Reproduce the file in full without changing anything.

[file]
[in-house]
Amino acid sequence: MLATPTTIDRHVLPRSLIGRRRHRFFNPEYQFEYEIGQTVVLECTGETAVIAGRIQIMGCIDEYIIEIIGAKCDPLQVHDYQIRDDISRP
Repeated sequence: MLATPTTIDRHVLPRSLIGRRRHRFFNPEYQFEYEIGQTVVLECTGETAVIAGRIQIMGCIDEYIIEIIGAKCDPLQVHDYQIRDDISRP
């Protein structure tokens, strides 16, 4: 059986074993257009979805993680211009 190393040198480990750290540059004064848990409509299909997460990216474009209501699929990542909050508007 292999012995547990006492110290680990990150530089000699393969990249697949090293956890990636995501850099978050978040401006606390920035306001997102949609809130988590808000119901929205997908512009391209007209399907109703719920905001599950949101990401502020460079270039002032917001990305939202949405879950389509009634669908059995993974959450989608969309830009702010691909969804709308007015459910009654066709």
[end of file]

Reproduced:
[in-house]
Amino acid sequence: MLATPTTIDRHVLPRSLIGRRRHRFFNPEYQFEYEIGQTVVLECTGETAVIAGRIQIMGCIDEYIIEIIGAKCDPLQVHDYQIRDDISRP
Repeated sequence: MLATPTTIDRHVLPRSLIGRRRHRFFNPEYQFEYEIGQTVVLECTGETAVIAGRIQIMGCIDEYIIEIIGAKCDPLQVHDYQIRDDISRP
């Protein structure tokens, strides 16, 4: 059986074993257009979805993680211009 190393040198480990750290540059004064848990409509299909997460990216474009209501699929990542909050508007 292999012995547990006492110290680990990150530089000699393969990249697949090293956890990636995501850099978050978040401006606390920035306001997102949609809130988590808000119901929205997908512009391209007209399907109703719920905001599950949101990401502020460079270039002032917001990305939202949405879950389509009634669908059995993974959450989608969309830009702010691909969804709308007015459910009654066709």